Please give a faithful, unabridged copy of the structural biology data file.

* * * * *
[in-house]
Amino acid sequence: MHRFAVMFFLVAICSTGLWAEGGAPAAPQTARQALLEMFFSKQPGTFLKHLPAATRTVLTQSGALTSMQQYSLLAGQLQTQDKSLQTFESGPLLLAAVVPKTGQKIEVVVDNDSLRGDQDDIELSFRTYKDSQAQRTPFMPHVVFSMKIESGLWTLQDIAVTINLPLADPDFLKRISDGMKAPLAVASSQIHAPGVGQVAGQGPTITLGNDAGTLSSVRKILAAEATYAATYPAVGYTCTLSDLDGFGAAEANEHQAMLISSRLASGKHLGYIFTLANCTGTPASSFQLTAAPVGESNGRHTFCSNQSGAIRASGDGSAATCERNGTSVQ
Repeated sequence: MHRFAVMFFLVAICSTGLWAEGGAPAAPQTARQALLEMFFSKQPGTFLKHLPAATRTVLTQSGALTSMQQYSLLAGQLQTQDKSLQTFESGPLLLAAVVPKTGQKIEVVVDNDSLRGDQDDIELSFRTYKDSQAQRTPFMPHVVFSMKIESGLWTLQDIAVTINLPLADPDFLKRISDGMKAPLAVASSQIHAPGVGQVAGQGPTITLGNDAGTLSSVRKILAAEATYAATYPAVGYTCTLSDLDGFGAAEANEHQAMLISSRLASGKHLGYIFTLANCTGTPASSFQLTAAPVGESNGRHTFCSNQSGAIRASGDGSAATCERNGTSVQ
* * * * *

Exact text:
[in-house]
Amino acid sequence: MHRFAVMFFLVAICSTGLWAEGGAPAAPQTARQALLEMFFSKQPGTFLKHLPAATRTVLTQSGALTSMQQYSLLAGQLQTQDKSLQTFESGPLLLAAVVPKTGQKIEVVVDNDSLRGDQDDIELSFRTYKDSQAQRTPFMPHVVFSMKIESGLWTLQDIAVTINLPLADPDFLKRISDGMKAPLAVASSQIHAPGVGQVAGQGPTITLGNDAGTLSSVRKILAAEATYAATYPAVGYTCTLSDLDGFGAAEANEHQAMLISSRLASGKHLGYIFTLANCTGTPASSFQLTAAPVGESNGRHTFCSNQSGAIRASGDGSAATCERNGTSVQ
Repeated sequence: MHRFAVMFFLVAICSTGLWAEGGAPAAPQTARQALLEMFFSKQPGTFLKHLPAATRTVLTQSGALTSMQQYSLLAGQLQTQDKSLQTFESGPLLLAAVVPKTGQKIEVVVDNDSLRGDQDDIELSFRTYKDSQAQRTPFMPHVVFSMKIESGLWTLQDIAVTINLPLADPDFLKRISDGMKAPLAVASSQIHAPGVGQVAGQGPTITLGNDAGTLSSVRKILAAEATYAATYPAVGYTCTLSDLDGFGAAEANEHQAMLISSRLASGKHLGYIFTLANCTGTPASSFQLTAAPVGESNGRHTFCSNQSGAIRASGDGSAATCERNGTSVQ